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    I've had pretty much the exact same experience you describe. One thing that helped considerably, in OneNote at least, was to turn off pressure sensitivity. File --> Options --> Advanced, and then uncheck "Use pen pressure sensitivity." It made inking much better, but still not as smooth as on the Thinkpad Tablet 2, in my opinion. As for navigating with the pen outside of OneNote, it doesn't change things--lots of pressure still needed. Seems to be part of the technology of the Atmel pen.

    I'll be returning my 610 anyway--it's defective. Four days running it won't come out of sleep/won't power on after charging overnight. It finally does power on/come out of sleep (today it took over an hour) and the battery was already down to 82%. Weird. Overall, it's a well-built tablet and performance is good, but the I wasn't crazy about the pen, and it doesn't do me much good if it won't wake up/power on.
     
  7. III.Jg27ADLER

    III.Jg27ADLER Scribbler - Standard Member

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  8. dceggert

    dceggert Owner of a TabletPC Museum Senior Member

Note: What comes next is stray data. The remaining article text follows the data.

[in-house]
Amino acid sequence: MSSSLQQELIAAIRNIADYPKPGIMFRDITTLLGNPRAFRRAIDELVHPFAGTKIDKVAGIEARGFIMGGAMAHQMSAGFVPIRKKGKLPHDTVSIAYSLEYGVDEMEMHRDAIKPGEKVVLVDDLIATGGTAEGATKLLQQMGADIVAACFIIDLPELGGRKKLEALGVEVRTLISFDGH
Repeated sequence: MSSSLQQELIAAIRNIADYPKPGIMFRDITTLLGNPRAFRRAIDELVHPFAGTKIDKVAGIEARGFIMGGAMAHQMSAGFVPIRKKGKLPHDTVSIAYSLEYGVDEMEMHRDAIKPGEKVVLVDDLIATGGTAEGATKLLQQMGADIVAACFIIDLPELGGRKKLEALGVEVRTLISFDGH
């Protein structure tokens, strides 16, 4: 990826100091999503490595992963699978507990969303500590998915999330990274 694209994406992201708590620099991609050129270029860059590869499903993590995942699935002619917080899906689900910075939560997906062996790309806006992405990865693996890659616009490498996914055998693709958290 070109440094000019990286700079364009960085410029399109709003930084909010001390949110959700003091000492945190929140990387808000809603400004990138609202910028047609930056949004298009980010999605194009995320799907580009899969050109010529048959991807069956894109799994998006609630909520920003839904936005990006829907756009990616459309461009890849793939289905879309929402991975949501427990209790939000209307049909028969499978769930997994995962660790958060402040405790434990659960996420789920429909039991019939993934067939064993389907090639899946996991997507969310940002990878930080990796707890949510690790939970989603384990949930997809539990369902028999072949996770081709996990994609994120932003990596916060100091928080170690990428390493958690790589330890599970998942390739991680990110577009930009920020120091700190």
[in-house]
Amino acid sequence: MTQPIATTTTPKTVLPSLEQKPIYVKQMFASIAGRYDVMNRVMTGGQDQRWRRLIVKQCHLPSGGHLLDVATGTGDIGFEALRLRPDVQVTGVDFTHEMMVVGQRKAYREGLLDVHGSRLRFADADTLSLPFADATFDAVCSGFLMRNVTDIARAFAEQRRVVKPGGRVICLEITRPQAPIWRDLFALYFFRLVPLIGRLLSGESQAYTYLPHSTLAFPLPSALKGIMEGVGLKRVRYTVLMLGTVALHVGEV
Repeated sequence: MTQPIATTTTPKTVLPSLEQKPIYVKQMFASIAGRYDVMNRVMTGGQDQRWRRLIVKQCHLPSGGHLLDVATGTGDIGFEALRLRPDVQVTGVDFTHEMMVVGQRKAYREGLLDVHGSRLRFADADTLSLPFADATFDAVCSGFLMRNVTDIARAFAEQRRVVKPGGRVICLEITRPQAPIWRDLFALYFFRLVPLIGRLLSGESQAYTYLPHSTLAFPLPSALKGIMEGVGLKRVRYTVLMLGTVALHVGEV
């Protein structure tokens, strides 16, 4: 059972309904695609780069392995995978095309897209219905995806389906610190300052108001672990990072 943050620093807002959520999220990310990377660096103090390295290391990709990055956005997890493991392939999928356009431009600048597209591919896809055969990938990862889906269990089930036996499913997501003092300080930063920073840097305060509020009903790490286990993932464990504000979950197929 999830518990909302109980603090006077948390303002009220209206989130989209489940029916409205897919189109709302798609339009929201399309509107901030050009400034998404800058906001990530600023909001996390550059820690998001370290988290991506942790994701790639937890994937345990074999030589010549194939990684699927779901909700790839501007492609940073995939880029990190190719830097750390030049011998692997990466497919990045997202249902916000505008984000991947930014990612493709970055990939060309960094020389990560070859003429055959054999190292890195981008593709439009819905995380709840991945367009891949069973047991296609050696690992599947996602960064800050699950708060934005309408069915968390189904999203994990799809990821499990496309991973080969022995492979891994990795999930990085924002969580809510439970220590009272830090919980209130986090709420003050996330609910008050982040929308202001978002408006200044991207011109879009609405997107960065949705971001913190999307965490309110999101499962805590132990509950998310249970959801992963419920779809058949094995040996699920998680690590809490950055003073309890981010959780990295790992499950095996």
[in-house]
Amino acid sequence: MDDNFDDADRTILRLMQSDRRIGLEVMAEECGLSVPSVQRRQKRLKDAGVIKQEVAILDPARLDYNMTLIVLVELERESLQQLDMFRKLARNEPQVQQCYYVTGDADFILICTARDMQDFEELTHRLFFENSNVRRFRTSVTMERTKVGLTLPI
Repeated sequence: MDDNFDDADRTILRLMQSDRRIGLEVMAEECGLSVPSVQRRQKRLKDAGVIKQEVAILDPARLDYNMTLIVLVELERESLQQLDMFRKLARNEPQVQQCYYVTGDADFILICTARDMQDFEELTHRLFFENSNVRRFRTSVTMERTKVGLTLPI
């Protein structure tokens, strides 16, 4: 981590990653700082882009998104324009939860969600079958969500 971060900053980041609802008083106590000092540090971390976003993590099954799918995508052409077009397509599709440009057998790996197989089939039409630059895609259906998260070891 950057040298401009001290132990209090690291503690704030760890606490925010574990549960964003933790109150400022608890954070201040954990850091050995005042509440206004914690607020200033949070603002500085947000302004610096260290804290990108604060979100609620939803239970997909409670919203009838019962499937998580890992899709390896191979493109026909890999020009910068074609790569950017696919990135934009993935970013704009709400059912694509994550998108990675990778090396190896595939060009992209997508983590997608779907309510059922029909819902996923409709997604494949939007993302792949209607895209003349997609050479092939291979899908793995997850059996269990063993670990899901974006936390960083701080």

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    Yes, I understand the frustration. As 'expensive' as the TPT10 has been touted the 128 GB version of the EP1000 is prohibitive. For instance, here in the USA a Surface Pro 3 with 256 GB SSD is the same price.

    I bought a 64 GB to replace my 64 GB EP900 back in April and it is a fine machine but there is less SSD space in teh 1000 than there is in the 900. I was intending to buy a 128 GB and it looks like I need this sooner than later...I have the typical Windows evaporating space issue where every update consumes the drive. I am at the point where I am deleting programs to make space. That stupid WinSXS directory was supposed to be self-managed in Win 8 but it is bloating up with every patch MS releases.

    So the 128 GB EP1000 is finally available now (announced in January!) but $1009 is steep compared to $671 for a 128 GB TPT10. Basically I can buy the 128 GB TPT10, the desktop dock, the snap cover, and the keyboard for $980 total. So it comes down to what the choice really becomes here for me since I have a lot of the EP accessories already....

    1. buy the 128 GB EP1000?
    2. keep deleting programs to keep the 64 GB EP1000 alive until the EP1100 is available?
    3. switch platforms and buy the 128 GB TPT10 and start over?
    4. something else?

    It is a terrible situation to be in. After all these years MS still has a self-consuming OS that was supposed to no longer be self-inflating but it is. I am officially out of space!